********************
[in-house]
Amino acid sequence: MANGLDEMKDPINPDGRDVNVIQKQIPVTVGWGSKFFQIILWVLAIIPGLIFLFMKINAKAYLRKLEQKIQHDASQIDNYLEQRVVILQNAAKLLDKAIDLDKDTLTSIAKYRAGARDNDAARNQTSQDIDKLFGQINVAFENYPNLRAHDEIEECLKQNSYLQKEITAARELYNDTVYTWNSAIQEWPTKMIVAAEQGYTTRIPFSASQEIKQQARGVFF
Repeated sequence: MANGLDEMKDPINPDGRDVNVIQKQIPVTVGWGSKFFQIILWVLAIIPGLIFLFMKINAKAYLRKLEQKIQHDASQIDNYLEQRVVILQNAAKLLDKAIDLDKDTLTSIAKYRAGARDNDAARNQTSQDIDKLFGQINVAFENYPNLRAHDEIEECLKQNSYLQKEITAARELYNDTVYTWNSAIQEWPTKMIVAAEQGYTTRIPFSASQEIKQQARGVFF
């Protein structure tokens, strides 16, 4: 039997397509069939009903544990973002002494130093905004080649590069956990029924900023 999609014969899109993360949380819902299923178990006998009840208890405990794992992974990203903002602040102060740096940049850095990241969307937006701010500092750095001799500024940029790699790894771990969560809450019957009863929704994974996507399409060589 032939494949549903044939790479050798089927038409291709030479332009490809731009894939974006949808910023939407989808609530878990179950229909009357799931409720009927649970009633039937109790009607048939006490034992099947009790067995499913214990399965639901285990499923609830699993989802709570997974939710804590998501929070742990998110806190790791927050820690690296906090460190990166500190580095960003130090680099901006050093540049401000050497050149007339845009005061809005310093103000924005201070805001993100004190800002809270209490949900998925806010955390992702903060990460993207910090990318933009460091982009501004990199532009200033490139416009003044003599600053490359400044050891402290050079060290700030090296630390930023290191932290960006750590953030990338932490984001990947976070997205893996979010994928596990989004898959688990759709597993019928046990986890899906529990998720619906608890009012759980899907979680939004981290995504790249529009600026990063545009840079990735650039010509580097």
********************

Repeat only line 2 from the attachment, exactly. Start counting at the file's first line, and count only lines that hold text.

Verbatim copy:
Amino acid sequence: MANGLDEMKDPINPDGRDVNVIQKQIPVTVGWGSKFFQIILWVLAIIPGLIFLFMKINAKAYLRKLEQKIQHDASQIDNYLEQRVVILQNAAKLLDKAIDLDKDTLTSIAKYRAGARDNDAARNQTSQDIDKLFGQINVAFENYPNLRAHDEIEECLKQNSYLQKEITAARELYNDTVYTWNSAIQEWPTKMIVAAEQGYTTRIPFSASQEIKQQARGVFF